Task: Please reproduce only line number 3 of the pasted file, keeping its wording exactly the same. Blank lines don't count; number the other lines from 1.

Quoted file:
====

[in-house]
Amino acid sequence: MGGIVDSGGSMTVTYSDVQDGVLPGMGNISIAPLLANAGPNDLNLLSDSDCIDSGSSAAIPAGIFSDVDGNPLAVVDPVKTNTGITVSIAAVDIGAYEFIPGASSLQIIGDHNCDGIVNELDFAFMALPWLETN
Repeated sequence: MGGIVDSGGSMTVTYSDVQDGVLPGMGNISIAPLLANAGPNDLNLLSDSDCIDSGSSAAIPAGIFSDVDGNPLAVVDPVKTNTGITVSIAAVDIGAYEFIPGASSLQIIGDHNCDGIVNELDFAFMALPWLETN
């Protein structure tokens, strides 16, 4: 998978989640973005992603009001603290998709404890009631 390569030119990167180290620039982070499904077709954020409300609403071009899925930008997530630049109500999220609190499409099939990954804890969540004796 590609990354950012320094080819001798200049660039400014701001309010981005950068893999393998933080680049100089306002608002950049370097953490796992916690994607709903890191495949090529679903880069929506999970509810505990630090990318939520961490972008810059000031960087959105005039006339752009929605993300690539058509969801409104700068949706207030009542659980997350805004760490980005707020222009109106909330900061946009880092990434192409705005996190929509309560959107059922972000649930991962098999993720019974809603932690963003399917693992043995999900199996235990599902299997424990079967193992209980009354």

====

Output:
Repeated sequence: MGGIVDSGGSMTVTYSDVQDGVLPGMGNISIAPLLANAGPNDLNLLSDSDCIDSGSSAAIPAGIFSDVDGNPLAVVDPVKTNTGITVSIAAVDIGAYEFIPGASSLQIIGDHNCDGIVNELDFAFMALPWLETN